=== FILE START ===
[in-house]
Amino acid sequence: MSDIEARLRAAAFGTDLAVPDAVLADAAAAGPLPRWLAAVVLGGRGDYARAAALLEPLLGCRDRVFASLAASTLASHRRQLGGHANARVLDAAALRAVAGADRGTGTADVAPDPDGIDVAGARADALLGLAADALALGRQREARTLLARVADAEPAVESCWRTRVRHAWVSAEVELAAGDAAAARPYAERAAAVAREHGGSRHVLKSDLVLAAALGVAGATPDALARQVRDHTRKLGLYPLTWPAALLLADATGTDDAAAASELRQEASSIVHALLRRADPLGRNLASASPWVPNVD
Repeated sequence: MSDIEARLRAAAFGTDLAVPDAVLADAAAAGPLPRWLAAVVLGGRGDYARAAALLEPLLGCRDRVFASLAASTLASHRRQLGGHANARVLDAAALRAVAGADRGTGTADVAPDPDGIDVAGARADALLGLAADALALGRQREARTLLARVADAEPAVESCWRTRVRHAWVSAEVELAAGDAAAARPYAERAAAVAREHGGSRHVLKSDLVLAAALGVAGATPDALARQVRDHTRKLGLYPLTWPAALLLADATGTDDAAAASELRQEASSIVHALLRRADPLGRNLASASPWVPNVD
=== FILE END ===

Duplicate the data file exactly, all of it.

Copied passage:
[in-house]
Amino acid sequence: MSDIEARLRAAAFGTDLAVPDAVLADAAAAGPLPRWLAAVVLGGRGDYARAAALLEPLLGCRDRVFASLAASTLASHRRQLGGHANARVLDAAALRAVAGADRGTGTADVAPDPDGIDVAGARADALLGLAADALALGRQREARTLLARVADAEPAVESCWRTRVRHAWVSAEVELAAGDAAAARPYAERAAAVAREHGGSRHVLKSDLVLAAALGVAGATPDALARQVRDHTRKLGLYPLTWPAALLLADATGTDDAAAASELRQEASSIVHALLRRADPLGRNLASASPWVPNVD
Repeated sequence: MSDIEARLRAAAFGTDLAVPDAVLADAAAAGPLPRWLAAVVLGGRGDYARAAALLEPLLGCRDRVFASLAASTLASHRRQLGGHANARVLDAAALRAVAGADRGTGTADVAPDPDGIDVAGARADALLGLAADALALGRQREARTLLARVADAEPAVESCWRTRVRHAWVSAEVELAAGDAAAARPYAERAAAVAREHGGSRHVLKSDLVLAAALGVAGATPDALARQVRDHTRKLGLYPLTWPAALLLADATGTDDAAAASELRQEASSIVHALLRRADPLGRNLASASPWVPNVD